The 2011 Global Study on Homicide calculated a rate of 82.1 homicides per 100,000 people for Honduras and 66 per 100,000 people for El Salvador. Cote D’Ivoire in West Africa followed with 56.9 and the Caribbean nation of Jamaica with 52.1. The United States had a homicide rate of 5 per 100,000 people in 2009, the report said.
Honduras Human Rights Commissioner Ramon Custodio said Thursday that he was worried about rising crime and feared worse figures are yet to come.
“We, Hondurans, have lost the right to live without fear,” Custodio said in a news statement.
He said the enemy in the 1980s was the army, police and secret corps, but now the threat is organized crime.
U.S. officials say crackdowns on drug cartels in Mexico and Colombia have pushed gang activity to Central America, which has long been a lucrative corridor for trafficking.
(H/T to FP.)
This is in part due to the “balloon effect.” The drugs entering America used to be trafficked from Colombia through the Caribbean. Due to a nationwide crackdown on the Cali and Medellin drug cartels and to increased control of the Caribbean waters by the U.S., the balloon was squeezed and expanded in Mexico. As crackdowns in Mexico squeeze the balloon it expands southward into Central America. Already plagued by high levels of violence, their situation worsens.
This is far more of a concern for Mexico and their southern neighbors than it is for the US. Mark Kleiman calls this the “great asymmetry.
Mexico and the United States do not occupy symmetrical positions in the binational drug situation. The United States is central to Mexico’s drug problem, whereas Mexico is incidental to that of the United States. Before the mid-1980s, when the heavy use of U.S. naval and air power shut off the Caribbean smuggling route from Colombia to the Gulf Coast, Mexico was not the main source or transit country for illicit drugs entering the United States. But the U.S. drug problem was at least as severe then as it is now. By contrast, Mexico’s current drug-trafficking problems relate almost entirely to exports to the United States. In other words, if the United States stopped importing drugs, Mexico’s drug violence would shrink dramatically. But an end to Mexican exports would, once new routes and sources replaced Mexico in serving the U.S. market, have only a modest impact on the U.S. drug problem.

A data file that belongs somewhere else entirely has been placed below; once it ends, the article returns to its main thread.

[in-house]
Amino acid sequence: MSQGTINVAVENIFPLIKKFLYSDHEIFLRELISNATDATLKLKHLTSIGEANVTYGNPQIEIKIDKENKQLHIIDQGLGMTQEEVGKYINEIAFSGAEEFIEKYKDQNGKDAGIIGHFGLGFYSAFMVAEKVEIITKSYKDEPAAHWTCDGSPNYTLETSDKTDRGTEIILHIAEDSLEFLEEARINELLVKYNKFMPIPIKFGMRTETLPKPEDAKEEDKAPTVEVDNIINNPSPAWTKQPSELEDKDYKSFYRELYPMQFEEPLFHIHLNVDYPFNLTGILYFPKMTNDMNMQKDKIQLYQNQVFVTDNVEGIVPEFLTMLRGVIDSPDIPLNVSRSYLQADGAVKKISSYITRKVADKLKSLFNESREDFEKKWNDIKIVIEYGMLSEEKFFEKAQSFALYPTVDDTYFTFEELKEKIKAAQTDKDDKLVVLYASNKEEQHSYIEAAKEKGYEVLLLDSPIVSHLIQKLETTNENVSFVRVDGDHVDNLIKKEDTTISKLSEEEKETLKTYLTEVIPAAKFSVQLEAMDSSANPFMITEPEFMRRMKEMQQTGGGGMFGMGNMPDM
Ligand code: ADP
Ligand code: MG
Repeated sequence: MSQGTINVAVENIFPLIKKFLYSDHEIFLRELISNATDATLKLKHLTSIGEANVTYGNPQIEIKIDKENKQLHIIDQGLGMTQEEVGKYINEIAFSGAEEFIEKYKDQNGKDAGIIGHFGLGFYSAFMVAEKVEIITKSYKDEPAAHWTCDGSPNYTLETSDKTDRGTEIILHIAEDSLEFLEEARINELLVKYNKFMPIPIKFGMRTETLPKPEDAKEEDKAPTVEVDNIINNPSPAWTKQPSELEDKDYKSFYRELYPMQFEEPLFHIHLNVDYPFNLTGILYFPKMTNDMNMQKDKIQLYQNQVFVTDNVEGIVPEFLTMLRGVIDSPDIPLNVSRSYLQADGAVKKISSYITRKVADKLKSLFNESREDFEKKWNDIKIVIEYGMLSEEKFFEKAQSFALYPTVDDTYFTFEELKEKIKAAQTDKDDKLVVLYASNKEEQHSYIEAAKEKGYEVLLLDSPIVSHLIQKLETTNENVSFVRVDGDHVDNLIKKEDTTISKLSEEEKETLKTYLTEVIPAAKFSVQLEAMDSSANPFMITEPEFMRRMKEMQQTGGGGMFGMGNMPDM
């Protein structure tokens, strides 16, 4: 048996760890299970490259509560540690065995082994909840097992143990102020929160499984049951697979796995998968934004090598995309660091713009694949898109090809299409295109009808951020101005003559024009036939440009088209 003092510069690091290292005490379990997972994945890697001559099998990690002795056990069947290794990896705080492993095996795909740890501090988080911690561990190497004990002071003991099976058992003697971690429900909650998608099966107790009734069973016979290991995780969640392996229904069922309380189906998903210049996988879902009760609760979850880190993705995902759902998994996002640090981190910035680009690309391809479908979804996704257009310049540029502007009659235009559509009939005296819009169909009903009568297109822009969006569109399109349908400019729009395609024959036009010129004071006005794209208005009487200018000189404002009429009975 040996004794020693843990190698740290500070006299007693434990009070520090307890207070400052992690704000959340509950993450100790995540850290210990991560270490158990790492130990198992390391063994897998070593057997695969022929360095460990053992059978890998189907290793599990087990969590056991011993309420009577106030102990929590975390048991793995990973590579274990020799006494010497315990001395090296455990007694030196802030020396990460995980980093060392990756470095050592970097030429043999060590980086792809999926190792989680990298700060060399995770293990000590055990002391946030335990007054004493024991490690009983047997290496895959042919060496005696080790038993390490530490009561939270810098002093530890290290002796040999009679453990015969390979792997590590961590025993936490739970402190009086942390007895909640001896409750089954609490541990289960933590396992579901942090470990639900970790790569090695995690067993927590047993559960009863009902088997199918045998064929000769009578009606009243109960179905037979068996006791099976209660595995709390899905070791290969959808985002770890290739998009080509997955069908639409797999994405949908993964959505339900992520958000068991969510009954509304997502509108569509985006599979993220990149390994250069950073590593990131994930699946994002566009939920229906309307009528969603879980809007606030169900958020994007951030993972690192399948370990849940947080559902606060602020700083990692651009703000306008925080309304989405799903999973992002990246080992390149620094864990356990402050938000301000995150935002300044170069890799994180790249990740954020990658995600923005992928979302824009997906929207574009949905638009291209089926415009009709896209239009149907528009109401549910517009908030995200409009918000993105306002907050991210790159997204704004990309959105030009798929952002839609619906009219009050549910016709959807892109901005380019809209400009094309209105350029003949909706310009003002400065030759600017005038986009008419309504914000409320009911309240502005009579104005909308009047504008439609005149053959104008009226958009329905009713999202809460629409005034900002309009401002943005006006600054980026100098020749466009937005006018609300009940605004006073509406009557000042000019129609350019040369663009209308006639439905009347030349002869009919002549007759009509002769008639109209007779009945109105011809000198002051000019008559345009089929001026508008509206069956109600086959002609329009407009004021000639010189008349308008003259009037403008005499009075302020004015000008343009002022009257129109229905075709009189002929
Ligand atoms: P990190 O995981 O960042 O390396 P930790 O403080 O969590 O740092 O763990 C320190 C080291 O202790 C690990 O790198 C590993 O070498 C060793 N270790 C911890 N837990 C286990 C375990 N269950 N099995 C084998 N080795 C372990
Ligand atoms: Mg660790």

If stronger Mexican efforts against drug trafficking could substantially reduce drug abuse in the United States, Washington’s repeated demands for more vigorous law enforcement in Mexico would have some real basis. But to call on Mexico to make increasing sacrifices for no more potential benefit than redirecting the flow of illicit trade is surely unjustifiable. The upsurge in violence since Mexican President Felipe Calderón began his crackdown against traffickers in 2007 shows how increased enforcement can lead to increased bloodshed.
This line of reasoning seems to support the reply U.S. officials often hear when they demand that Mexico strengthen its antidrug efforts: that the basic problem is not supply from Mexico but demand from the United States, and that it is incumbent on the United States to reduce the quantities of illicit drugs its residents sell, buy, and consume.
If only we could help them pop the balloon.